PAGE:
George W. Brooks is a poultry farmer, having an egg operation located in Peach County, Georgia. Brooks purchased his feed for his laying hens from Ralston Purina Company whose mill is located in Macon, Georgia. Five deliveries of chicken feed were made during the month of November, 1977. About two days after the first delivery in November, Brooks noticed a "greenish tint" to the feed coming into the troughs of his automatic feeding system. He notified Purina who made a check on what he considered to be "bad feed." He then noticed his egg production was off and noted in his production records that the production declined because of "bad feed" after the "green feed" was augered into the feed troughs.
As a result of the decline in production he was required to purchase considerable eggs from other farmers in order to meet his supply to grocery stores with whom he had agreements to supply eggs. However, he made no attempt to stop purchasing feed from Purina, and it is noted that he received the four remaining loads of feed in November, 1977, and did not request Purina to remove the feed and take it back.
Brooks refused to pay for the feed, and Ralston Purina Company sued on open account for the amount due seeking judgment in the amount of $5,101.63 plus interest, attaching a statement of account to the suit. Defendant Brooks answered, admitting only jurisdiction and otherwise denying the complaint. He also counterclaimed for damages by reason of the lost production from the "bad batches of chicken feed," contending the negligence of the plaintiff is the sole and proximate cause of the damages he suffered in the amount of $7,500. The case proceeded to trial, resulting in a verdict and judgment in favor of the plaintiff, Ralston Purina Company, in the amount of the open account ($5,101.63). Damages were denied to the defendant "due to negligence of equal amount on the part of both the plaintiff and the defendant." A motion for new trial was filed and denied, and the defendant appeals. Held:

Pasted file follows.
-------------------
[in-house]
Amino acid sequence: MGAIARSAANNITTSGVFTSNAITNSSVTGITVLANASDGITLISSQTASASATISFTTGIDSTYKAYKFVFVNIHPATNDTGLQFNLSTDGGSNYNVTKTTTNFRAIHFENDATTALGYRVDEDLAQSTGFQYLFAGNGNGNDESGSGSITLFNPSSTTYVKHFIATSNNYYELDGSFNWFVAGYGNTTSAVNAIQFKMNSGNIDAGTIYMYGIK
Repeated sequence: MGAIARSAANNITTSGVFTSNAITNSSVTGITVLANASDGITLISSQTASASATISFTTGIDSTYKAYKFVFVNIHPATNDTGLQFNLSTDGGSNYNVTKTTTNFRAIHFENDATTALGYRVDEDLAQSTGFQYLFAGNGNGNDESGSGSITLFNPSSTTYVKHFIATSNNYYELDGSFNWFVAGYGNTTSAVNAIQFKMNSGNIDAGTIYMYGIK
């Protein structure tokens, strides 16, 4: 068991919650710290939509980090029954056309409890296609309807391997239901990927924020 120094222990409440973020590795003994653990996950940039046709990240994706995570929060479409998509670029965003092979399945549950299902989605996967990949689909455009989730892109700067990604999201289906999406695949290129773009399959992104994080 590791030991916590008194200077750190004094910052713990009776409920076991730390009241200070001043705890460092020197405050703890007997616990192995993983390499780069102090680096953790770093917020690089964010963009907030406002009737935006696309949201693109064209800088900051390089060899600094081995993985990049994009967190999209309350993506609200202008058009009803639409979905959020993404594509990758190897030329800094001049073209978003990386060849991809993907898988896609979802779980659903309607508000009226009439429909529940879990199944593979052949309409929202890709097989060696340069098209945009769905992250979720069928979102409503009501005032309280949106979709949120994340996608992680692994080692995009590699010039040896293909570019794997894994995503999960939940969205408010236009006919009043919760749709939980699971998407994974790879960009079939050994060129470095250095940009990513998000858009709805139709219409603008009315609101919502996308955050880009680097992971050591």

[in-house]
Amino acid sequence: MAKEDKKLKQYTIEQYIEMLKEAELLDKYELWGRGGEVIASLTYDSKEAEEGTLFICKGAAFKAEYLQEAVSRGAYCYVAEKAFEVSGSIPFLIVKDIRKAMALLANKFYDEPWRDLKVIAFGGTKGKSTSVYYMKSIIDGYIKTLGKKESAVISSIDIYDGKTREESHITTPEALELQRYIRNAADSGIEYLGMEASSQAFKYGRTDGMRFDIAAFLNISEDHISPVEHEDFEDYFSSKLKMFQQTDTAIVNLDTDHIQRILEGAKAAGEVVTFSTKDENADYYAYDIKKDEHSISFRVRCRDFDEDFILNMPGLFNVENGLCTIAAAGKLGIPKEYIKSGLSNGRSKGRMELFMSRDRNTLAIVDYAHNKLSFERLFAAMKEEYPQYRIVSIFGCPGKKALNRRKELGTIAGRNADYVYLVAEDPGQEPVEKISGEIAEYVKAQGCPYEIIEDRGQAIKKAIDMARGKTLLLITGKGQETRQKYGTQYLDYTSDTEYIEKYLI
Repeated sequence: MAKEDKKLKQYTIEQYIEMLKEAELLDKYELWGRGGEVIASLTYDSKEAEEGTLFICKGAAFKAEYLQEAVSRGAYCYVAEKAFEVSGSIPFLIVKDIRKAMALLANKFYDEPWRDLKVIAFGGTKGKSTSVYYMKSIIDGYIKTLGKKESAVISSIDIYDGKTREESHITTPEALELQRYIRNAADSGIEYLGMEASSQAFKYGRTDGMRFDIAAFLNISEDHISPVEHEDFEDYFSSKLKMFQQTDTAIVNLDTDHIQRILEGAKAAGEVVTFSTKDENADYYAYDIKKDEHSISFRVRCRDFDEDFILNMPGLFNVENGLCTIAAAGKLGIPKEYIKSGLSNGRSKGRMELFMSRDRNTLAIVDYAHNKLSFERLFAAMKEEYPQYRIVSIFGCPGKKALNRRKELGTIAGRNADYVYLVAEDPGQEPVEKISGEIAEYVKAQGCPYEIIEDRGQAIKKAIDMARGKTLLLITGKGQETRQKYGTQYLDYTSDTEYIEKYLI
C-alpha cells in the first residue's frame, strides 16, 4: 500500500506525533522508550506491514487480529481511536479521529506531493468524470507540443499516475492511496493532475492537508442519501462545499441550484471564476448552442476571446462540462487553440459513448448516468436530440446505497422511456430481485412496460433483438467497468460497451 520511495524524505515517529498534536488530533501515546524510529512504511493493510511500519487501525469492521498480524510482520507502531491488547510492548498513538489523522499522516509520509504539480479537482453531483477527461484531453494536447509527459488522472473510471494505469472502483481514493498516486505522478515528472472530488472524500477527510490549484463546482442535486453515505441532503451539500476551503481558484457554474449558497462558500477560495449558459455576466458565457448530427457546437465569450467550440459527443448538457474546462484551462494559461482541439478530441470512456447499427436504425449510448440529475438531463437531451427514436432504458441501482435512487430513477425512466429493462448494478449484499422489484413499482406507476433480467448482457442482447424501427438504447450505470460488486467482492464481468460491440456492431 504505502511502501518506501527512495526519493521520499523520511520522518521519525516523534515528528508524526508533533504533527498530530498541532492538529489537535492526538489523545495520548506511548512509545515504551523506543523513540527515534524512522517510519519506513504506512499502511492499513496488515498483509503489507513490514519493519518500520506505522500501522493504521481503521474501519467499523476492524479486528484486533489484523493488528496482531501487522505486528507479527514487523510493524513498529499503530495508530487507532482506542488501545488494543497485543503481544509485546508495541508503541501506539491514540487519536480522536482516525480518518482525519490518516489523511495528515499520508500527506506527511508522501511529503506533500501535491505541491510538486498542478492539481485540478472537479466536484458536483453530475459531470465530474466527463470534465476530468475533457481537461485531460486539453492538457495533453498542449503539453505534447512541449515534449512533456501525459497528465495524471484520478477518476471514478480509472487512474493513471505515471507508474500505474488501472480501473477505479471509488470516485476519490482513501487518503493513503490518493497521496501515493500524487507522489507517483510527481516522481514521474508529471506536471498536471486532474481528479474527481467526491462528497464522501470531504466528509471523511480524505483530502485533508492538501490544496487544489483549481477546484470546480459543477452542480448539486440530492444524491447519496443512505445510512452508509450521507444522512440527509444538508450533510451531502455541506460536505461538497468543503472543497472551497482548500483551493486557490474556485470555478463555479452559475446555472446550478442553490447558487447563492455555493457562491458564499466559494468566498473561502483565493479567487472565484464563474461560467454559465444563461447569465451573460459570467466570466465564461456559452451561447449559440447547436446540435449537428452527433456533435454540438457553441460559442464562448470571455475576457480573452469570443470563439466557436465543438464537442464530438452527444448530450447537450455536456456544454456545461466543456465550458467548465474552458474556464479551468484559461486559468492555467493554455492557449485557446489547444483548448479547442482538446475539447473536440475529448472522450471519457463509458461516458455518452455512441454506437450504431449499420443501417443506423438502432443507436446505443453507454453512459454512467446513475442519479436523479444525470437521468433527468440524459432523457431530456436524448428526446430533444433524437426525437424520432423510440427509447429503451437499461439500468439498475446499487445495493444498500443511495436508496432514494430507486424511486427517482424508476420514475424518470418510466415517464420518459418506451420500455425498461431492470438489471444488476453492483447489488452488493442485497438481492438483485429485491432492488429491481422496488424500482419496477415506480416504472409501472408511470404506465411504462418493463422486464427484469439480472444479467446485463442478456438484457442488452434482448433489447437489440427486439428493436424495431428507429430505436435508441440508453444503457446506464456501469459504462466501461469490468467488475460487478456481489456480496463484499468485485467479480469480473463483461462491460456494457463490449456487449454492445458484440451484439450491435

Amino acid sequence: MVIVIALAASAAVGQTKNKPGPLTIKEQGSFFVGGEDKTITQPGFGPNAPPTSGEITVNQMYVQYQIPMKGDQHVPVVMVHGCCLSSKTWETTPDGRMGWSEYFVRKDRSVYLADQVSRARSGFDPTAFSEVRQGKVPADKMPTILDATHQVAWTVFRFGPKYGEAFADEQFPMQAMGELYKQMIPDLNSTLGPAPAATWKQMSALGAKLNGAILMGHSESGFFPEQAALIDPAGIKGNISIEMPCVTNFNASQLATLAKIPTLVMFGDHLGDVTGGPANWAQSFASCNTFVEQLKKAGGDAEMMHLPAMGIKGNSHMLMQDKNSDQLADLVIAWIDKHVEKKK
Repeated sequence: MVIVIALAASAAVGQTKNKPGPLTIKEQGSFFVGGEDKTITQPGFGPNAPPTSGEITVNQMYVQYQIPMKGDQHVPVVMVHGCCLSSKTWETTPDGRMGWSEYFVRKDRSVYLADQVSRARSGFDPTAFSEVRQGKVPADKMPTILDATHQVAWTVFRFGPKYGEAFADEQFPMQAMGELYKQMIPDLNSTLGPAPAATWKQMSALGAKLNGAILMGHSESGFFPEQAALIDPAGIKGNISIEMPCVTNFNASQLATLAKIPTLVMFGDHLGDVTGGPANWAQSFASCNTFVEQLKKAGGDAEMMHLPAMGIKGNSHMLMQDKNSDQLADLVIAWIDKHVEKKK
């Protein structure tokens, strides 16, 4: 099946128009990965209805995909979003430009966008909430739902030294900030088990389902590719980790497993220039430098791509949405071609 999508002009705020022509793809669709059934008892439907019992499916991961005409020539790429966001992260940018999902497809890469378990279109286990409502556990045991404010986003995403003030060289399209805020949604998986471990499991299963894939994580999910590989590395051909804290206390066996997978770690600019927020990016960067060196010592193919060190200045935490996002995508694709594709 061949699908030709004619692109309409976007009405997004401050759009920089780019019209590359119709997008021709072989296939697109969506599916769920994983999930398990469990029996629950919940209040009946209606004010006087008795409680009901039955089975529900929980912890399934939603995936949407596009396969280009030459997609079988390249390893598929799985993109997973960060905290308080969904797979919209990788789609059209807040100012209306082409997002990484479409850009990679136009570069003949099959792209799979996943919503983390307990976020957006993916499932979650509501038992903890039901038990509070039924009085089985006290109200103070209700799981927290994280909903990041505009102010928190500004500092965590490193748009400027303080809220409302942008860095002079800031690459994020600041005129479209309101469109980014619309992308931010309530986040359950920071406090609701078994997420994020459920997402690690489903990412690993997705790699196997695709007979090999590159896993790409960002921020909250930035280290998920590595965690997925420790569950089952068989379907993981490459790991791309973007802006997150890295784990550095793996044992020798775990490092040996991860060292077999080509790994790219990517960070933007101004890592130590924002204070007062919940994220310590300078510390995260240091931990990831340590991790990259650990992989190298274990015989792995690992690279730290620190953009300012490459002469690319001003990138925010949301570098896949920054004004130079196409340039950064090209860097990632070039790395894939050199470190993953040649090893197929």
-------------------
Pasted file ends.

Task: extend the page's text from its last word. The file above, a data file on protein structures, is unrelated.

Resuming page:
1. Defendant enumerated error to the verdict contending it was contrary to law and contrary to the evidence in that the court erred in charging as to the alleged negligence of the defendant in failing to exercise ordinary care to protect his own chickens in receiving bad feed, if any. Defendant contends there was no evidence of negligence on his part so as to authorize a jury instruction as to possible concurrent and contributory negligence, that is, "comparative negligence" between the parties.
It is noted here that the only evidence as to the so-called "bad feed" which allegedly caused the decline in production was the testimony of the defendant. It is also noted that the defendant made no effort to change feed or to purchase other feed or to stop delivery of the feed of the plaintiff. Plaintiff also offered testimony that it had checked the sample delivered to it by the defendant and found no change in the formula. Expert testimony also was offered by the plaintiff that the "green feed" was caused by "alfalfa meal" which would make a significant color change in the feed. Inasmuch as the testimony disclosed that the defendant discovered the color change and the fact that the feed, as defendant contends, was "bad" on or about November 8, 1977, and thereafter failed to take any measures to remove the feed from his flocks but continued to accept four more loads of the same feed and continued to feed it to his chickens even though he had reason to believe that the feed was in fact "bad," there was evidence to support the charge on comparative negligence to the jury. The defendant testified that in his opinion the decline in production occurred by reason of the change of the coloring of the feed delivered to him, believing that the feed was defective. See Code 105-603 which reads: "If the plaintiff [defendant by counterclaim] by ordinary care could have avoided the consequences to himself caused by the defendant's [plaintiff in the case sub judice] negligence [if any], he is not entitled to recover." The trial court, under the evidence here, did not err in charging on comparative negligence, that is, the defendant [in the counterclaim] could not recover if the parties were equally negligent or if his negligence was greater than that of the opposing party. See Zayre of Ga. v. Ray, 117 Ga. App. 396